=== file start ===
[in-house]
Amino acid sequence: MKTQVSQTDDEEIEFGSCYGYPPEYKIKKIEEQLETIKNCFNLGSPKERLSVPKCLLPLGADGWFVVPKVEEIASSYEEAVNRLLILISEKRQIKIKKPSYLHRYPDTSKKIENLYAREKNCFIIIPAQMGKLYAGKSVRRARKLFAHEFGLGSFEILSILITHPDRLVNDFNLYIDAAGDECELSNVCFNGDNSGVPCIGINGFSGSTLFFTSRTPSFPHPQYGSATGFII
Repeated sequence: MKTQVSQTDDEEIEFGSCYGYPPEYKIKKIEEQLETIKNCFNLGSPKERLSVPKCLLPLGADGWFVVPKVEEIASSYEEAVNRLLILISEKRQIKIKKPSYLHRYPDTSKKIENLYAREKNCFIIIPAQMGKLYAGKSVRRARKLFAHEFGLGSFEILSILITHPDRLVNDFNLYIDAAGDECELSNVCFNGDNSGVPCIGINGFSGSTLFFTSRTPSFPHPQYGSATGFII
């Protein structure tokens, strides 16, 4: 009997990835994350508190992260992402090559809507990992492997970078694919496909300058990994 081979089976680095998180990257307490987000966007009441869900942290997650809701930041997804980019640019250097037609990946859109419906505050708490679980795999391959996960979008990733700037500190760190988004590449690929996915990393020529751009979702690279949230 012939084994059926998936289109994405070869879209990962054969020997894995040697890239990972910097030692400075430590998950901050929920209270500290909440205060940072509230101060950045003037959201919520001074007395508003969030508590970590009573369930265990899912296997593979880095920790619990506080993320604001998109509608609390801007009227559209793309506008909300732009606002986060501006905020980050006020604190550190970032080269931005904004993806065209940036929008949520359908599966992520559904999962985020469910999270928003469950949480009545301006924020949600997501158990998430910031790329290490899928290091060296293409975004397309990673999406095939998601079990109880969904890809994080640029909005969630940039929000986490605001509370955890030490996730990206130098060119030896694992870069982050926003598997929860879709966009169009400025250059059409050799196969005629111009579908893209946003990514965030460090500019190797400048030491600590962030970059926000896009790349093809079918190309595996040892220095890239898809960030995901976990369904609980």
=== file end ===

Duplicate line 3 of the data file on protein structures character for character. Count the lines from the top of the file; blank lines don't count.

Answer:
Repeated sequence: MKTQVSQTDDEEIEFGSCYGYPPEYKIKKIEEQLETIKNCFNLGSPKERLSVPKCLLPLGADGWFVVPKVEEIASSYEEAVNRLLILISEKRQIKIKKPSYLHRYPDTSKKIENLYAREKNCFIIIPAQMGKLYAGKSVRRARKLFAHEFGLGSFEILSILITHPDRLVNDFNLYIDAAGDECELSNVCFNGDNSGVPCIGINGFSGSTLFFTSRTPSFPHPQYGSATGFII